2. The burden is on the individual and not employers. Those employers currently providing health insurance will be required to arrange conversion of their policies to individual policies. Those employers will also be required to increase the salaries and wages of their employees by the amount of savings attained by elimination of their cost of providing such coverage. (We are not looking for windfalls here.) The principle reason for imposing the obligation on individuals rather than employers is that “futurists” tell us that this generation and future generations of people will not have a single lifetime employer but rather a series of employers over their working lives. Not all employers provide health insurance and as employees move from job to job, they will often find themselves scrambling to find health insurance — sometimes during periods in which they may be surcharged because of a health issue. If employers chose to contribute to an employee’s healthcare, they can make such payments directly to the employees health insurance provider rather than having the employee be at risk of losing the employer’s plan upon termination of employment.

3. Each person who obtains health insurance will determine the extent of the coverage they wish. This permits buyers a continuum of choices ranging from complete coverage to catastrophic coverage only. Thus those who wish to have coverage for such things as birth control, cosmetic surgery, erectile dysfunction, and mental health problems are free to choose such alternatives without the government telling them that they are included or excluded.

4. The cost of such individual healthcare will be funded by a full tax credit against any income taxes owed to the jurisdiction mandating the universal healthcare. (After all, if healthcare is a fundamental right, it, like voting and education, is one that we should not have to pay for directly, but only through a general assessment of taxes.) Thus, if the State of Oregon mandates such coverage, the tax credit will be against state income taxes owed. Or if the federal government mandates coverage, then the tax credit will be against federal income taxes owed.

5. The amount of the tax credit cannot exceed the average cost of health insurance claimed as a tax credit by all taxpayers. For those choosing to forego health insurance in favor of the “pay as you go” option, they can claim a tax credit for their actual cost of healthcare not to exceed the average cost of health insurance. This permits those who opt for more comprehensive coverage to absorb the additional costs and those who opt for more limited coverage to offset a portion of their incurred healthcare expenses in addition to their insurance.

6. Now here is the twist. In those instances where the claimed tax credit exceeds the income taxes paid, the taxpayer is entitled to a cash refund for the difference. By doing this, we eliminate the idea that low income people will be unable to afford individual health insurance since, having applied the tax credit and refund, there is no out of pocket cost to them for the insurance.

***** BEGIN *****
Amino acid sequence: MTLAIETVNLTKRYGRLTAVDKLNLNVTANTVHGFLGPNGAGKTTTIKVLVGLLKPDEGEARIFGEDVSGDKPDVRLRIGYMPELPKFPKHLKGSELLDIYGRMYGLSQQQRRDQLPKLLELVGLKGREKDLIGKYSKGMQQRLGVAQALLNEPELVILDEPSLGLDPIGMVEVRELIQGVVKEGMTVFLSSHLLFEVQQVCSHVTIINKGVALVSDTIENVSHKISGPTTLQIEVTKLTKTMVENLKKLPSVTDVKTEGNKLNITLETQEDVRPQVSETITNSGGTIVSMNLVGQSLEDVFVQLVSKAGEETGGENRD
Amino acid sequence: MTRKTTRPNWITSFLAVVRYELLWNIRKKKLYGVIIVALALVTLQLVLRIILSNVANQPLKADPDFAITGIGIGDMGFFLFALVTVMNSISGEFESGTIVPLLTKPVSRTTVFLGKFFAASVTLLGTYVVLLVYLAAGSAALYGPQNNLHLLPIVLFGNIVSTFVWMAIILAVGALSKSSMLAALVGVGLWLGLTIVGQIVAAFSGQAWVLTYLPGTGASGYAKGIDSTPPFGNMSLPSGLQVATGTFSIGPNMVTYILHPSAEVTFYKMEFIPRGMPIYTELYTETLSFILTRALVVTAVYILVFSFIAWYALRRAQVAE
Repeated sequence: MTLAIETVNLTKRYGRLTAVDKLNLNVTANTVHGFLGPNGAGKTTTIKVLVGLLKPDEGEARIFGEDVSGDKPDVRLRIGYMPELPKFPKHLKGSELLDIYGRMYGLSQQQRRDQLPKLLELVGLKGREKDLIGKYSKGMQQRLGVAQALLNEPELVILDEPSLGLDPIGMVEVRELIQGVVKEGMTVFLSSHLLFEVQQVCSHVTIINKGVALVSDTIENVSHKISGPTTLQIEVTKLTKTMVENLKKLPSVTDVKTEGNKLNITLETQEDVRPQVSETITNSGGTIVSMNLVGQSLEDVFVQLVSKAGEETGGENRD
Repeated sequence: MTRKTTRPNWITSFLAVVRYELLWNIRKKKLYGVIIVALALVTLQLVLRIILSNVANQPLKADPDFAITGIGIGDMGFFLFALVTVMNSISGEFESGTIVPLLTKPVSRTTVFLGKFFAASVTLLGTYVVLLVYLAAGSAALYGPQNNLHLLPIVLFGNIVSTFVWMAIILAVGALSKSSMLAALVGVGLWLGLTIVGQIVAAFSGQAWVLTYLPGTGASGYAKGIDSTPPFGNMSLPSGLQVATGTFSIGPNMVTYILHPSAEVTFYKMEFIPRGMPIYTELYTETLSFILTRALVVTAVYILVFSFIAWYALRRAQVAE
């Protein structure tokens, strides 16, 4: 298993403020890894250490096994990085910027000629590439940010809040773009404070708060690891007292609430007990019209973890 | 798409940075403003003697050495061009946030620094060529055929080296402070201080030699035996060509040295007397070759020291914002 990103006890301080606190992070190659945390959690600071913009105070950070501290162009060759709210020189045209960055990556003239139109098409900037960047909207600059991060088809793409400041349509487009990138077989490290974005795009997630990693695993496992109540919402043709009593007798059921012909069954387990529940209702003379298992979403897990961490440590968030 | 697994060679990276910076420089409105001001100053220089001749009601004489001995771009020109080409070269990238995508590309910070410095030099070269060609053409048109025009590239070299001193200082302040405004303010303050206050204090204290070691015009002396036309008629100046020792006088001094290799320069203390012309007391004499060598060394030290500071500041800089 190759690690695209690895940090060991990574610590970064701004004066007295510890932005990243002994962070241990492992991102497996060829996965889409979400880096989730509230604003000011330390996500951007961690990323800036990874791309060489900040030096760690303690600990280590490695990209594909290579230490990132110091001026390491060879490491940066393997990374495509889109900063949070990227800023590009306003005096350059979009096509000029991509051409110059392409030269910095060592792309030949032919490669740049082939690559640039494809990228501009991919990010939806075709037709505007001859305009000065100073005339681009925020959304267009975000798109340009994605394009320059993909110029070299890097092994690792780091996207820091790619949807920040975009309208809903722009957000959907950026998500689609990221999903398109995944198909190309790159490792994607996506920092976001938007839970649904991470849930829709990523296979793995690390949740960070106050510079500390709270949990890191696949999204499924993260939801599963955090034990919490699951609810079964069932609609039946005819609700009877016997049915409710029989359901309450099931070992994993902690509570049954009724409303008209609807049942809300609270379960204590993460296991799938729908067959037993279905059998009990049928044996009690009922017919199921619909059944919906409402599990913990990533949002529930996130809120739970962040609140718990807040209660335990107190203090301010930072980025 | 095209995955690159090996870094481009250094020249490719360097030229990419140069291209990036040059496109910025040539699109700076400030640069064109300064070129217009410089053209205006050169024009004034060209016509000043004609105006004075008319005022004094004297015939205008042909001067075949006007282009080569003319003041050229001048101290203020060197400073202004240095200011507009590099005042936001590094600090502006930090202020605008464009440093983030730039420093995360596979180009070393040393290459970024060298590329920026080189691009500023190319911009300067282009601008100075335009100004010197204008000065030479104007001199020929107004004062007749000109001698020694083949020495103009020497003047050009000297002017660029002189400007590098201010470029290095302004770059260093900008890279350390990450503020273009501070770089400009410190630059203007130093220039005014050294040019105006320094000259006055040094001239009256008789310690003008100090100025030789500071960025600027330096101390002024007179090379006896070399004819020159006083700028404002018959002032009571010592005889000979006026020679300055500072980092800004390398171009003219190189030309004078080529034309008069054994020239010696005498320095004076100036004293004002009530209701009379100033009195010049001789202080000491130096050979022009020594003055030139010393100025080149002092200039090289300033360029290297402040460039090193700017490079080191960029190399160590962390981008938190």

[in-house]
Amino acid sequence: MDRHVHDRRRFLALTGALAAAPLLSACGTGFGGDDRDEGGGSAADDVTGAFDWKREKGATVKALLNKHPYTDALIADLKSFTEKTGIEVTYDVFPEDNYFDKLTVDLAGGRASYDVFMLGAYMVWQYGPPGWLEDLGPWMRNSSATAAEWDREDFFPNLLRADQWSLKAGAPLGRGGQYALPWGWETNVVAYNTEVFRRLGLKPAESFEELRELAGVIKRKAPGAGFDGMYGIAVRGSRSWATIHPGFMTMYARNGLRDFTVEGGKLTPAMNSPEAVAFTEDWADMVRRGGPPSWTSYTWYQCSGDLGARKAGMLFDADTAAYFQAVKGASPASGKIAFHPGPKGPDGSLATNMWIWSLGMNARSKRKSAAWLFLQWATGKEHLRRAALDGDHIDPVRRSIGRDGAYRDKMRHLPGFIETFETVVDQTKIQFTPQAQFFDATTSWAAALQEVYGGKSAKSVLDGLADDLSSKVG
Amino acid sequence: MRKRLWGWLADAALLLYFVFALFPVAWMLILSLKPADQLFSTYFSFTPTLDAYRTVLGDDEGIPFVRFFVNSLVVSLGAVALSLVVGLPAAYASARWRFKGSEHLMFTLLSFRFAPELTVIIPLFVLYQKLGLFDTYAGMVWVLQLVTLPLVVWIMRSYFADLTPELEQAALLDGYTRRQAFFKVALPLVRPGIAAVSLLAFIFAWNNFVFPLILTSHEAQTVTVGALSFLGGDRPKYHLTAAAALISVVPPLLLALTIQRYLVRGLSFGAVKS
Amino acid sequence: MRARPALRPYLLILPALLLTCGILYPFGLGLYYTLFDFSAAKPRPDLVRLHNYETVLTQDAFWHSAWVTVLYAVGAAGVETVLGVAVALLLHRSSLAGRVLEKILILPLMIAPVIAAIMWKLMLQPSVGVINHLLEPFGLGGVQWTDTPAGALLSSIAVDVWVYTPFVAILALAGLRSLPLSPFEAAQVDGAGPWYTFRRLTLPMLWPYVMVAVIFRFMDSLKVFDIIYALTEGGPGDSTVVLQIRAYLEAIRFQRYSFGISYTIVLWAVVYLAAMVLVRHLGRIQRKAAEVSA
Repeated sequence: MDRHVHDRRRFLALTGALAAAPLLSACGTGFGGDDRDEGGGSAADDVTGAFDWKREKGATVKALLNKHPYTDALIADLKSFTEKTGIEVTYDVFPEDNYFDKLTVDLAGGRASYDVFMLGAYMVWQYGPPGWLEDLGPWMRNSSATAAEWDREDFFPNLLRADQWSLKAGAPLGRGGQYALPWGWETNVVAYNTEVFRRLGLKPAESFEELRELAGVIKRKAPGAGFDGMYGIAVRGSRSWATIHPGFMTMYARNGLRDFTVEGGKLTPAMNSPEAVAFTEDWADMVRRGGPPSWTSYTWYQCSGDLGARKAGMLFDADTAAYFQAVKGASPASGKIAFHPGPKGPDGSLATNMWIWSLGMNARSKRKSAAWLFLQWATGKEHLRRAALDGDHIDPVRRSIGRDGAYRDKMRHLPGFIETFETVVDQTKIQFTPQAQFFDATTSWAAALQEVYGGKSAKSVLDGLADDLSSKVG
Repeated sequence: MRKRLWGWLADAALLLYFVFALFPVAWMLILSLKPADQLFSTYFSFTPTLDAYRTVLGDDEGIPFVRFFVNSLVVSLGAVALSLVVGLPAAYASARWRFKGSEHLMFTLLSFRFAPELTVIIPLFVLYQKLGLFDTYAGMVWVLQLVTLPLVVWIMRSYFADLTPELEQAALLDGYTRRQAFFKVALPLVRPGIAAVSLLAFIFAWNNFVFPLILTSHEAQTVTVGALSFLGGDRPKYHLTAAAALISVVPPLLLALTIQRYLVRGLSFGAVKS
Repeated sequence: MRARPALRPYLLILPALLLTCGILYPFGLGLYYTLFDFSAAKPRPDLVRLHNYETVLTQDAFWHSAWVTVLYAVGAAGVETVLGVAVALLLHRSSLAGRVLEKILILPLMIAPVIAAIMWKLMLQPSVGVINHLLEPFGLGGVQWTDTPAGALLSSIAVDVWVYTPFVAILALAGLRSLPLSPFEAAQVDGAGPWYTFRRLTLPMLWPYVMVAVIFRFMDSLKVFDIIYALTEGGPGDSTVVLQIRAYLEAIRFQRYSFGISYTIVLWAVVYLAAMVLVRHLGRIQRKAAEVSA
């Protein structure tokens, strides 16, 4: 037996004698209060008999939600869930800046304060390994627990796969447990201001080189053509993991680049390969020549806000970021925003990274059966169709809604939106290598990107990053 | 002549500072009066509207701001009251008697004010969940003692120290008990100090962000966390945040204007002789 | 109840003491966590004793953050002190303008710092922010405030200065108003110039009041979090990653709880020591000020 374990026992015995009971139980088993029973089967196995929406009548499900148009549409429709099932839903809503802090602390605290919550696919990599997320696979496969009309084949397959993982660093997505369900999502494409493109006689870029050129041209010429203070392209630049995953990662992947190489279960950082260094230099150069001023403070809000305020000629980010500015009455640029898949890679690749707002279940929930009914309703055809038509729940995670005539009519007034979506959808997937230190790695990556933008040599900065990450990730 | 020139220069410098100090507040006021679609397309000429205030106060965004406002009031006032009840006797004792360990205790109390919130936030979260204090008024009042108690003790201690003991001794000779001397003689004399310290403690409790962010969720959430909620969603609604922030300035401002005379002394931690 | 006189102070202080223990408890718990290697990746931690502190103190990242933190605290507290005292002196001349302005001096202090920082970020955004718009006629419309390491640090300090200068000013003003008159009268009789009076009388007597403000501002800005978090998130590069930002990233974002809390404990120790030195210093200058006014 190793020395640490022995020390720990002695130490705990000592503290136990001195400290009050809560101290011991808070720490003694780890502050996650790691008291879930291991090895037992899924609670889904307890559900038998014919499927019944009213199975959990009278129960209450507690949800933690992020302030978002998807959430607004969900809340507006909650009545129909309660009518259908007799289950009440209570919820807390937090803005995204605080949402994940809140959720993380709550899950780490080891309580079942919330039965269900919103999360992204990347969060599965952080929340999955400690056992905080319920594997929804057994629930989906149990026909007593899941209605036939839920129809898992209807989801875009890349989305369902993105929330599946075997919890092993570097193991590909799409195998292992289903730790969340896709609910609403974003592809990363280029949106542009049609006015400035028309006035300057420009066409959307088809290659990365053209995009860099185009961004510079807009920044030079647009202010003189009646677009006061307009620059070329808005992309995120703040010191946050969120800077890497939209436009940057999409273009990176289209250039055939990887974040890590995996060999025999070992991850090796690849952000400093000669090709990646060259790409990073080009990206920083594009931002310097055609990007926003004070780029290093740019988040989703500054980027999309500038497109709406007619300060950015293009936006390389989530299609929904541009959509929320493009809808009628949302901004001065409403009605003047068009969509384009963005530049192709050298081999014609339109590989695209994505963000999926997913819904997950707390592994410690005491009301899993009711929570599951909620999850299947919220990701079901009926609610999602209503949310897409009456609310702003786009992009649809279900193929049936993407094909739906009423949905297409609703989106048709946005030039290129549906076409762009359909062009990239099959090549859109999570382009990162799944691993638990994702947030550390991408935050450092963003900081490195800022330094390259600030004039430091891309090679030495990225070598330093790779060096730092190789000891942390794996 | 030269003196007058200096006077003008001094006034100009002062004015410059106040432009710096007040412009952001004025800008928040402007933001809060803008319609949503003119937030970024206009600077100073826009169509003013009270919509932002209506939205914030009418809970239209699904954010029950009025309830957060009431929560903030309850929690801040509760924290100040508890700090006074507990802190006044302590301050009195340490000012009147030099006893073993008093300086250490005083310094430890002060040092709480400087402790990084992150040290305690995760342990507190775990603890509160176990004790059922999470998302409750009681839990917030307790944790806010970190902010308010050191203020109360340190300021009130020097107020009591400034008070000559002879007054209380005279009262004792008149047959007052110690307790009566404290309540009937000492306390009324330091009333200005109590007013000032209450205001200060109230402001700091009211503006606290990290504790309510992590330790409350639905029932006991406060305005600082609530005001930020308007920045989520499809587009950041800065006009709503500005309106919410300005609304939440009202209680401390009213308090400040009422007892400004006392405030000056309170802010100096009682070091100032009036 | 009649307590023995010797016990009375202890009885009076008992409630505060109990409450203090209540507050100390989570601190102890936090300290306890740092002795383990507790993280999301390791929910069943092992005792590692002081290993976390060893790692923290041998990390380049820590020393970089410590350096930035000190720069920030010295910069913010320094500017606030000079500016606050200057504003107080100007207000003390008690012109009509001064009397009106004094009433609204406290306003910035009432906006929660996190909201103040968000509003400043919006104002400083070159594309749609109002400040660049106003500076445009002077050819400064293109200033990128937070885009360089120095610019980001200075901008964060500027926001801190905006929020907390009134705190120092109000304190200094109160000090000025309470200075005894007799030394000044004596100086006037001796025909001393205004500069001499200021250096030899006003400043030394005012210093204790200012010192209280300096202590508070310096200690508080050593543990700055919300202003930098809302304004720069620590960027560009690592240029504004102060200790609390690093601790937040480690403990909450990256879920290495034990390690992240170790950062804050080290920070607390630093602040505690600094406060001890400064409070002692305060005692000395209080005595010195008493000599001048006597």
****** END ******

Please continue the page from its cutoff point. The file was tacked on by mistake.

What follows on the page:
7. The federal law mandating that hospitals must provide emergency room service to everyone regardless of the ability to pay must be repealed. (An exception should be created for emergency services when timeliness of care pre-empts the ability to determine whether there is insurance or not.) While this requirement was originally enacted to ensure that low-income people had some access for catastrophic healthcare, immigration advocates have abused it. They, knowing that no one can be turned away, now counsel illegal immigrants to utilize the hospital emergency rooms as the primary healthcare provider. The extraordinary cost that over 15 million illegal immigrants impose on the healthcare system has the ancillary impact of raising the cost to everyone else. Elimination of free medical care for illegal immigrants will enhance state and federal laws now being enacted barring employers from hiring illegals. If the jobs and the benefits go away, the reason for illegal immigration will also largely go away. There is no longer a need for free access to catastrophic healthcare by low-income people because they will now all have health insurance. (See Item 6. above) And thus the need for free care at hospitals will be eliminated.

So how much will this cost taxpayers? Far less than any of the plans being proposed by those who advocate a government managed program for three simple reasons. First, it is a self- administering program. The only government involvement is to annually determine the average cost of health insurance as claimed for tax credit purposes and to provide reimbursement to low income people of the amount by which their tax credit (Item 6 above.) exceeds their taxes actually paid. Thus the whole cost of the massive bureaucracy attendant to government administered programs is eliminated. Second, there is individual selection of competing healthcare plans — you know, competition – that will ensure that the lowest possible price for comparable products is available. And third, there is choice as to the level of coverage. Those who want less can save and those who want more will pay the excess over the average cost. Gold plated programs such as those enjoyed by public employees will not be financed by taxpayers since the burden will fall individually on the public employees.

Is this plan perfect? Far from it. There will obviously be flaws, adjustments and corrections needed but the underlying philosophy is sound, market driven and sustainable in an era in which politics, not economics, appear ready to drive a demand for universal healthcare coverage.